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Wake Forest, Odigia Collaborate on Textbook Alternative
Wake Forest University and Odigia have partnered to create BioBook, a digital alternative to college-level biology textbooks.
The tool, funded by a $249,000 grant from the Next Generation Learning Challenge, was built by an interdisciplinary team including Wake Forest's Associate Professor of Physics Jed Macosko, Assistant Professor of Education Kristin Redington Bennett, Senior Lecturer in Biology Dan Johnson, and Odigia employees.
BioBook, designed to work for students with a variety of learning styles and to increase engagement among students with learning disabilities, is "organized into interconnected nodes that contain all of the baseline information a textbook would include, but also supplemental material and self-assessments to enhance the learning experience," according to information released by Odigia.
"Think of a textbook--it's too long, has lots of text, and gives no chance to check your thinking," Macosko said. "When you read a textbook, you are not asking the question, 'Why should I know this?' It's our very nature to learn by questioning."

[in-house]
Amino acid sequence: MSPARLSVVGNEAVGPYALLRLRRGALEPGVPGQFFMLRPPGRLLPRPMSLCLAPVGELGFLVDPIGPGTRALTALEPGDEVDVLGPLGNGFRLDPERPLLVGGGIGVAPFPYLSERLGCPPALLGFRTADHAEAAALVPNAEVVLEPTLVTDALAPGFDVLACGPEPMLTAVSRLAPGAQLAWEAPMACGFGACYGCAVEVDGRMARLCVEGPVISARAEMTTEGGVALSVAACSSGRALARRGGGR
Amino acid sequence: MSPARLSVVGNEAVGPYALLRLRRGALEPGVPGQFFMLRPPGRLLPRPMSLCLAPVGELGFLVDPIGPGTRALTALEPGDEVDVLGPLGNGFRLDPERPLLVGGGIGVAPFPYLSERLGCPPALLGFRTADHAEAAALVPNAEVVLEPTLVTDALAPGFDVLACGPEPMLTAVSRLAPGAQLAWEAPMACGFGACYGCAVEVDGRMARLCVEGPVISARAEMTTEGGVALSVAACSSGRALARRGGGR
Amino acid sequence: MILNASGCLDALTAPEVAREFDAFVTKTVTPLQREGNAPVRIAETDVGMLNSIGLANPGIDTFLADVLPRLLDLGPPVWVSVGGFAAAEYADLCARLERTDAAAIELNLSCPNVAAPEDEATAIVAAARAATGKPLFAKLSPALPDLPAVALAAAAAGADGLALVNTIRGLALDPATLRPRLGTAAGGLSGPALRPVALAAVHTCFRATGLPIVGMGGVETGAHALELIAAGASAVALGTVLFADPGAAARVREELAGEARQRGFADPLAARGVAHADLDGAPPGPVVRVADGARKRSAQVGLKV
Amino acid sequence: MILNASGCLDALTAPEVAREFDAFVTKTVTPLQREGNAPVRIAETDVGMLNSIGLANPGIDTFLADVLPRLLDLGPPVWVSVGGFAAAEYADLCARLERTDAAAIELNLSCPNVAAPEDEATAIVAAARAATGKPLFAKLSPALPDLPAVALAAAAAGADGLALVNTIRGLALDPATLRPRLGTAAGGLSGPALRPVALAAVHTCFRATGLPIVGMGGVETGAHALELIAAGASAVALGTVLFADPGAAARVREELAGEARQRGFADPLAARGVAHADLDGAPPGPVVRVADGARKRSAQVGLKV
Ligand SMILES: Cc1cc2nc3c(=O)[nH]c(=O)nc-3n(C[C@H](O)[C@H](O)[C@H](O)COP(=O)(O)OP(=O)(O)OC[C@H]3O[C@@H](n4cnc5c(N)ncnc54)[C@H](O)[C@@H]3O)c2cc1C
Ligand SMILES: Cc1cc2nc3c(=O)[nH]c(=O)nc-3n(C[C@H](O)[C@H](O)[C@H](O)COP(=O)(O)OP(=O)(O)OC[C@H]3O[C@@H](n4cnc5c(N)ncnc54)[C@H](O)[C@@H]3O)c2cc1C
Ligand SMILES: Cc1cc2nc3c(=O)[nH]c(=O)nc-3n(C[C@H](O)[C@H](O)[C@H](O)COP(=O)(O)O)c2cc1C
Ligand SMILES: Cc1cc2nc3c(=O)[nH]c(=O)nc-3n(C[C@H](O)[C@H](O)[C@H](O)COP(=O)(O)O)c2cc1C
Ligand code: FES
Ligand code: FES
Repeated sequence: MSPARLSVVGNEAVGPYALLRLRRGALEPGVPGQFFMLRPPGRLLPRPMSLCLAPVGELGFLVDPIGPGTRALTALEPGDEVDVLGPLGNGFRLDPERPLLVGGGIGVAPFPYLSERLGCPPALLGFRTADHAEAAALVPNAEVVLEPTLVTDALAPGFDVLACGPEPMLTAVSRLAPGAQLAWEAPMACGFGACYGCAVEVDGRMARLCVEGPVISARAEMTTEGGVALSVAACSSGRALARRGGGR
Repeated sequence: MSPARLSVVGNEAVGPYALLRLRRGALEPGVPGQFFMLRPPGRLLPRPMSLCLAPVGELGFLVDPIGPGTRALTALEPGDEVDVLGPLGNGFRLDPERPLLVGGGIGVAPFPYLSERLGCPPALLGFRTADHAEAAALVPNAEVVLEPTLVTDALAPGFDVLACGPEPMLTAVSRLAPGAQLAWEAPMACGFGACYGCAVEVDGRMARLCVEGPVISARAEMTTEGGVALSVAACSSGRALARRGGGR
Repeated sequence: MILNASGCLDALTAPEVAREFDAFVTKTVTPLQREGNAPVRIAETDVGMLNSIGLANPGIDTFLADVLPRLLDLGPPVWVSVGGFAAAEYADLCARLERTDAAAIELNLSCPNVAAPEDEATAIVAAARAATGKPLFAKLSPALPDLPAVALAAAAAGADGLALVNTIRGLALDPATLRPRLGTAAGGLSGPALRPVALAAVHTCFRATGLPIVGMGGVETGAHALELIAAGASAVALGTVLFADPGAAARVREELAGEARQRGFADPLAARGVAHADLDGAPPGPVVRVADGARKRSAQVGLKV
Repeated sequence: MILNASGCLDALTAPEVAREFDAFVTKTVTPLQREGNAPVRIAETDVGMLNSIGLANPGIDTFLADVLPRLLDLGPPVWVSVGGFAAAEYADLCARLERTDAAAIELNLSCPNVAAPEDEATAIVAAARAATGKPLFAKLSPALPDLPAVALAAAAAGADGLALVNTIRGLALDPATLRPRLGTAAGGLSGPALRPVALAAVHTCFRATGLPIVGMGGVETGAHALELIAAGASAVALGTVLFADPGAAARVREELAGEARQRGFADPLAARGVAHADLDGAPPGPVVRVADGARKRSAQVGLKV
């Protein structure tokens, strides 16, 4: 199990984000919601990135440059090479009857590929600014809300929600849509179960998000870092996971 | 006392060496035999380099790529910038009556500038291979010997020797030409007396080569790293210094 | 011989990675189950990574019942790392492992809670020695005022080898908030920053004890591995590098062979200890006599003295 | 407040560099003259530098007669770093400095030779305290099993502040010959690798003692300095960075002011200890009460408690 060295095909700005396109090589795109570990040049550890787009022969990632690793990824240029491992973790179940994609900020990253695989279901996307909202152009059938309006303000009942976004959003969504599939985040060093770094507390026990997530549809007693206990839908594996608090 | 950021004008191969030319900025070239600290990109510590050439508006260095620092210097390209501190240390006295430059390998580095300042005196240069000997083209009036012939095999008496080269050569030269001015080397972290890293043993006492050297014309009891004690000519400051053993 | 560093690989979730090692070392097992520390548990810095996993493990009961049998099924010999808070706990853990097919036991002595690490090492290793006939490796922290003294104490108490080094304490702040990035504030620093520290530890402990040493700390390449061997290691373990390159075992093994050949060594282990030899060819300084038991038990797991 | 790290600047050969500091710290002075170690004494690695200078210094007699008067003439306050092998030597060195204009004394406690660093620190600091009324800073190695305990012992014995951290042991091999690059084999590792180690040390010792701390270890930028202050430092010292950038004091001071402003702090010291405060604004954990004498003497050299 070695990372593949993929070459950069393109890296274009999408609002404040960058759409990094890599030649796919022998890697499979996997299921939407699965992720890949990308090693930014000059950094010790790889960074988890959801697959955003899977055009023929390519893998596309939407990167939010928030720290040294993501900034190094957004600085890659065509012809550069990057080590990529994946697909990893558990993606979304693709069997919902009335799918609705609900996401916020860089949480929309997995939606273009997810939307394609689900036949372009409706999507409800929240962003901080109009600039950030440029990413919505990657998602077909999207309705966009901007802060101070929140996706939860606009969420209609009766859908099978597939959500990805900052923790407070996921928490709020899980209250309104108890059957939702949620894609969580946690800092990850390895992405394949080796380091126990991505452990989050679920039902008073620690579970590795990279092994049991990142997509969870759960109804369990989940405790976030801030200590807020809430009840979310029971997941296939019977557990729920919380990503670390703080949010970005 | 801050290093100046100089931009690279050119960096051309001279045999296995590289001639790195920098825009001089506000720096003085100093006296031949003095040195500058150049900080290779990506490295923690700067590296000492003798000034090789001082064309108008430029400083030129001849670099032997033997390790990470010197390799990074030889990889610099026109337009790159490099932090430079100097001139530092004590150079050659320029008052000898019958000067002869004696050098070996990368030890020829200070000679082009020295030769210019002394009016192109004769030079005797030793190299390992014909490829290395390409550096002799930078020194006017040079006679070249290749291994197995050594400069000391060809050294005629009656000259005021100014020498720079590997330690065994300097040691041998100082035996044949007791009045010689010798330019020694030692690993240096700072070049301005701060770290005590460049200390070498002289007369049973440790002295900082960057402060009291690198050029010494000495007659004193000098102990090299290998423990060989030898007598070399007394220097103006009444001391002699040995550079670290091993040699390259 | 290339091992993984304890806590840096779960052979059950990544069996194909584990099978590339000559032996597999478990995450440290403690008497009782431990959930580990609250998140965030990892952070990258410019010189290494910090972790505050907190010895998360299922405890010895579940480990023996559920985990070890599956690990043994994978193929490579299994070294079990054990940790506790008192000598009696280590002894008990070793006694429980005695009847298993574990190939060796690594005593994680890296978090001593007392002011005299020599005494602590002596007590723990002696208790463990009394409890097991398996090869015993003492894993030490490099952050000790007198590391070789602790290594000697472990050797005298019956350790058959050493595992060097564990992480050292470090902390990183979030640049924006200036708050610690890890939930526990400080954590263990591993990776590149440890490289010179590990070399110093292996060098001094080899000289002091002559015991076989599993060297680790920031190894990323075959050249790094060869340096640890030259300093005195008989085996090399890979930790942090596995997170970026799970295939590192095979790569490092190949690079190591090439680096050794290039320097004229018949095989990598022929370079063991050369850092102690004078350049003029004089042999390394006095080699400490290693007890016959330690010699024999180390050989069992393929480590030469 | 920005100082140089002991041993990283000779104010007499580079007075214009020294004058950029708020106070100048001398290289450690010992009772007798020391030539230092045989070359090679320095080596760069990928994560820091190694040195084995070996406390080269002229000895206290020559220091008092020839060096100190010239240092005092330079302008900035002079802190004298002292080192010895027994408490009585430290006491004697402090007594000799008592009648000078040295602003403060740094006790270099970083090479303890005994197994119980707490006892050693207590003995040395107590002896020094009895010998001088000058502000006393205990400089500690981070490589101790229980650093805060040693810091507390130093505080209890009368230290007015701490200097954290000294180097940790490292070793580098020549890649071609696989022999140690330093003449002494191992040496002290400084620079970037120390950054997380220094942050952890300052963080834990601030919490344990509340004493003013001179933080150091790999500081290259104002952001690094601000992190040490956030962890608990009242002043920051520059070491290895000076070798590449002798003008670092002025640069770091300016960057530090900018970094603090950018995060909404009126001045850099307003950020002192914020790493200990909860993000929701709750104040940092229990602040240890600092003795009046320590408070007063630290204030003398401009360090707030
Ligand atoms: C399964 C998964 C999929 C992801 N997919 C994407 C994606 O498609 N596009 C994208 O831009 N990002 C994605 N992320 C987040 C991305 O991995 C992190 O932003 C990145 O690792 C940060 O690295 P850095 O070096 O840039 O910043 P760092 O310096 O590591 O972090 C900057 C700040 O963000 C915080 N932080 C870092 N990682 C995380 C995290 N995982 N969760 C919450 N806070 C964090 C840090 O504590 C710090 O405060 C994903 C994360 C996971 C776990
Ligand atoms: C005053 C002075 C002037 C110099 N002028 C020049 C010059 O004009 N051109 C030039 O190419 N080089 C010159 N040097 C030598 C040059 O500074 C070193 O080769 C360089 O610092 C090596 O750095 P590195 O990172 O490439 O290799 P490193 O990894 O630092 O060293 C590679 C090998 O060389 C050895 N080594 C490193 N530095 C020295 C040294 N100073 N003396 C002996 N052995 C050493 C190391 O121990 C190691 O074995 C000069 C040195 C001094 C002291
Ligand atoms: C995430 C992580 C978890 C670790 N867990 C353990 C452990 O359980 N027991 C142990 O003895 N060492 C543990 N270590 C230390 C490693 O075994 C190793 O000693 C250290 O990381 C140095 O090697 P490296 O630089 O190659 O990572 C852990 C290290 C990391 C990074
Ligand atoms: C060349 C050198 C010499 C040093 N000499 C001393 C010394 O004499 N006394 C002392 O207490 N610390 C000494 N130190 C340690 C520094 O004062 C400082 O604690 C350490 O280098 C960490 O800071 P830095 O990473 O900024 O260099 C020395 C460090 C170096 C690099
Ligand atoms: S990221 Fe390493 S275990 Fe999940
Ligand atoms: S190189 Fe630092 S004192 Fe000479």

To help encourage that kind of questioning, each node includes basic text supplemented with additional materials, such as:
- Multimedia, including videos, interviews with scientists, and animated images;
- Quizzes designed to assess comprehension and a student's ability to use the information they're studying; and
- The ability to ask peers and teachers questions, with peer responses reviewable to teachers to ensure the accuracy of the information.
Teachers can track student progress and interaction with the material and give feedback or suggest help. Students and teachers can also write new nodes.
In-class testing, which will continue for two years, has already begun. Students taking college-level biology for non-majors are using BioBook at Wake Forest, Salem College, Winston-Salem State University, and Guilford Technical Community College. BioBook will be publicly available for the school year beginning in 2012.
The team is also looking for collaborators to work on curricula for biology, anatomy and physiology, environmental studies, physics, and chemistry at both the college and high school levels.
"It's exciting to harness the power of technology and analytics to design and develop an effective learning tool that will help students to study better because the possibilities are limitless," Bennett said. "Though the framework is filled with scientific content now, the concept is applicable to any subject. Just imagine the opportunities for quick, in-the-moment changes to subjects like history or politics. The tools and structure are based on cognitive science, so we know students will respond."
Visit odigia.com for more information on contributing to future curricula for the BioBook framework.